Android phones that are not laggy?


Jan 21, 2005
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#1
I am looking at the HTC Legend and Desire. I wonder if they are now iPhone smooth?

Btw, I consider the previous generations of Android phones like Hero quite laggy. And the WinMo Samsung Omnia II very laggy.

I was an iPhone 3Gs user btw.
 

Jan 21, 2005
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#3
Smooth typing, zooming, scrolling. Instant UI response. And everything that you would associate with efficient coding and hardware optimisation.
 

Feb 4, 2008
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#4
Hi I'm using desire and the phone is not laggy at all. Whether or not it is comparable to iphone I'm not sure since I have only played with friend's iphone and never used one full time.
 

Jan 21, 2005
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#5
Hi I'm using desire and the phone is not laggy at all. Whether or not it is comparable to iphone I'm not sure since I have only played with friend's iphone and never used one full time.
Thanks Victor. :)

May I ask why did you go for this phone instead of the others? Like the Motorola or Samsung Android phones or even iPhone?
 

brapodam

New Member
Jun 12, 2009
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#6
what is "iPhone smooth"?
I think he means no delay with touch and opening programs etc. but that'd mainly because the iphone couldn't multitask. Android phones can get pretty smooth once rooted, especially samsung phones with touch wiz.

Not sure which android phones are the snappiest out of the box though, most of them have good specs on paper but are not optimised properly and so are laggy
 

Jan 21, 2005
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#7
most of them have good specs on paper but are not optimised properly and so are laggy
My greatest fear actually, a lot of things looks good on the paper but the implementation is anything but.
 

ziploc

New Member
Jan 17, 2002
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Snoopyland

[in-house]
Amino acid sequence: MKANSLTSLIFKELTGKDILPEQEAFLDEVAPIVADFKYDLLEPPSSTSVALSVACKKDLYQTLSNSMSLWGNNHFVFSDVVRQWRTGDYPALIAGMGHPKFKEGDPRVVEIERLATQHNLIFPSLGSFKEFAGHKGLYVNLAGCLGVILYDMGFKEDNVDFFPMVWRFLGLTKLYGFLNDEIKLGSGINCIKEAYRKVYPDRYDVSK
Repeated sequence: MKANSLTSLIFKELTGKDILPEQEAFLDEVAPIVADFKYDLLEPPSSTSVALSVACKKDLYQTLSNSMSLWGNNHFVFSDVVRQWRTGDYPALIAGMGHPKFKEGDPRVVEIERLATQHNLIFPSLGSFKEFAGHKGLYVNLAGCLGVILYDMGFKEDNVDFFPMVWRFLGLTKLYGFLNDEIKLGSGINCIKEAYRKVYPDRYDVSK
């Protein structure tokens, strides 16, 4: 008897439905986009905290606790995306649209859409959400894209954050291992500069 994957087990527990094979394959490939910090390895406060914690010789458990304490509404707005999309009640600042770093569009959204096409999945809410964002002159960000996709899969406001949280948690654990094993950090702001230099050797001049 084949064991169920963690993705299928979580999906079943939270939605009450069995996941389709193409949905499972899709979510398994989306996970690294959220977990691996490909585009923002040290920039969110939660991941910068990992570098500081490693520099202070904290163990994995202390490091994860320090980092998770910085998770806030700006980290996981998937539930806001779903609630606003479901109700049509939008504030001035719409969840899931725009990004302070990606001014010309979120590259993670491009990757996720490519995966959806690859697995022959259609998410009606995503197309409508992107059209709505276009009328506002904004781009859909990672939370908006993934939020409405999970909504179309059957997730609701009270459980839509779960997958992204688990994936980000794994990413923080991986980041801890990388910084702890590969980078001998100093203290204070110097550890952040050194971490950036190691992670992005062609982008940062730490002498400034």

#8
Why not drop by a Singtel shop and try the Samsung Galaxy S for yourself? This Samsung Android phone is now on exclusive offer by Singtel and they have sample units in the shops for people to play with. HTC Desire however is quite hard to find for trying out unless borrowing from your friend. Btw if you're trying out the Galaxy S remember to ask the shop keeper to power cycle it (off and on) to kill all the background apps before giving it a try. Cheers. :)
 

Jun 2, 2008
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#9
My greatest fear actually, a lot of things looks good on the paper but the implementation is anything but.
So what's stopping you from getting an iPhone 4? Android and WinMo are different in that the OS has to be designed to cater to a dazzling array of different hardware, that's why they won't be as optimized as the iPhone. It's like comparing Mac OS to Windows and Linux - if you like Apple's implementation and don't mind their prices, then just go for it.
 

Jan 21, 2005
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#10
Why not drop by a Singtel shop and try the Samsung Galaxy S for yourself? This Samsung Android phone is now on exclusive offer by Singtel and they have sample units in the shops for people to play with. HTC Desire however is quite hard to find for trying out unless borrowing from your friend. Btw if you're trying out the Galaxy S remember to ask the shop keeper to power cycle it (off and on) to kill all the background apps before giving it a try. Cheers. :)
I tried the Galaxy S a few times. For the most part, I would say it is as snappy, if not more so than 3GS, and with a gorgeous AMOLED screen to boot. But somehow not a fan of its iPhone wannabe interface, and as far as phone is concerned, Samsung left a bad taste in my mouth.
 

brapodam

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Jun 12, 2009
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#12
Most people complain about Samsung after-sales service, which I would say is really quite bad. They stopped updating my phone (Galaxy Spica) at Android 2.1, because "it's old". It's just about a year old. And it doesn't want to provide proper graphics drivers and that is the main cause of any lag on the Galaxy Spica. I've installed OpenGL drivers on my phone and there is really a marked improvement in 3D stuff, especially the Gallery. But either way, phone manufacturers have to stop updating after some time, it's inevitable when they come up with new phones. But for Android, we still can rely on developers for updates.